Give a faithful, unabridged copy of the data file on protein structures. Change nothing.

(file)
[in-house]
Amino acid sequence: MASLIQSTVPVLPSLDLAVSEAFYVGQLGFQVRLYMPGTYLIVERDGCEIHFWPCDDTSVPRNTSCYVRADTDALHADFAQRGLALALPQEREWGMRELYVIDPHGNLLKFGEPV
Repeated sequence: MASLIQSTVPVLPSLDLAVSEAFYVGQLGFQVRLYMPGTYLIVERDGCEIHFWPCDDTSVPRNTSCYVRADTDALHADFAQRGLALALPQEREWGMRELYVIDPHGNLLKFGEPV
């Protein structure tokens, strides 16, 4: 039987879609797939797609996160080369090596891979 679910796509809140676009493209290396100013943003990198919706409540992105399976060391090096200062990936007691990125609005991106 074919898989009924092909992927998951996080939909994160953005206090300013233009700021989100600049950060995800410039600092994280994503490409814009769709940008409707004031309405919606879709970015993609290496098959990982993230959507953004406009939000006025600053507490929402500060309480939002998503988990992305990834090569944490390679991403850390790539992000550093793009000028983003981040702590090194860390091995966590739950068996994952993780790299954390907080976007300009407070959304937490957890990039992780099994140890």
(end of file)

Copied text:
[in-house]
Amino acid sequence: MASLIQSTVPVLPSLDLAVSEAFYVGQLGFQVRLYMPGTYLIVERDGCEIHFWPCDDTSVPRNTSCYVRADTDALHADFAQRGLALALPQEREWGMRELYVIDPHGNLLKFGEPV
Repeated sequence: MASLIQSTVPVLPSLDLAVSEAFYVGQLGFQVRLYMPGTYLIVERDGCEIHFWPCDDTSVPRNTSCYVRADTDALHADFAQRGLALALPQEREWGMRELYVIDPHGNLLKFGEPV
């Protein structure tokens, strides 16, 4: 039987879609797939797609996160080369090596891979 679910796509809140676009493209290396100013943003990198919706409540992105399976060391090096200062990936007691990125609005991106 074919898989009924092909992927998951996080939909994160953005206090300013233009700021989100600049950060995800410039600092994280994503490409814009769709940008409707004031309405919606879709970015993609290496098959990982993230959507953004406009939000006025600053507490929402500060309480939002998503988990992305990834090569944490390679991403850390790539992000550093793009000028983003981040702590090194860390091995966590739950068996994952993780790299954390907080976007300009407070959304937490957890990039992780099994140890």